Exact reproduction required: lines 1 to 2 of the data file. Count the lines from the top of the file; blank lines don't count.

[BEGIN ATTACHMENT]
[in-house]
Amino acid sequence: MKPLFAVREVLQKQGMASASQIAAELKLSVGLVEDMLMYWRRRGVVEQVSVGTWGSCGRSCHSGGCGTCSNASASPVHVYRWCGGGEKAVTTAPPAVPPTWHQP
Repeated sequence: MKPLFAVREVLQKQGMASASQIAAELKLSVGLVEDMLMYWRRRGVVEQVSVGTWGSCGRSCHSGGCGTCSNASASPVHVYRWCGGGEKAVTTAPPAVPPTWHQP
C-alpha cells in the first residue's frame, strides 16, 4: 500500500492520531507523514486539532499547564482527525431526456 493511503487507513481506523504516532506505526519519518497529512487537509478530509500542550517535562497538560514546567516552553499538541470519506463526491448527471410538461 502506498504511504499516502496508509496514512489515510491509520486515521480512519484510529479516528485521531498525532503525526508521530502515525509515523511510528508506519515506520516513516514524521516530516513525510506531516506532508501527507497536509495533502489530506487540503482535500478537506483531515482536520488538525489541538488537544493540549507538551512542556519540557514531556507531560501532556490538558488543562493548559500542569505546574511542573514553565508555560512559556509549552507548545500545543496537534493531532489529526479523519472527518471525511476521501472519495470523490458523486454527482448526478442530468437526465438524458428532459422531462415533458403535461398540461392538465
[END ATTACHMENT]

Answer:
[in-house]
Amino acid sequence: MKPLFAVREVLQKQGMASASQIAAELKLSVGLVEDMLMYWRRRGVVEQVSVGTWGSCGRSCHSGGCGTCSNASASPVHVYRWCGGGEKAVTTAPPAVPPTWHQP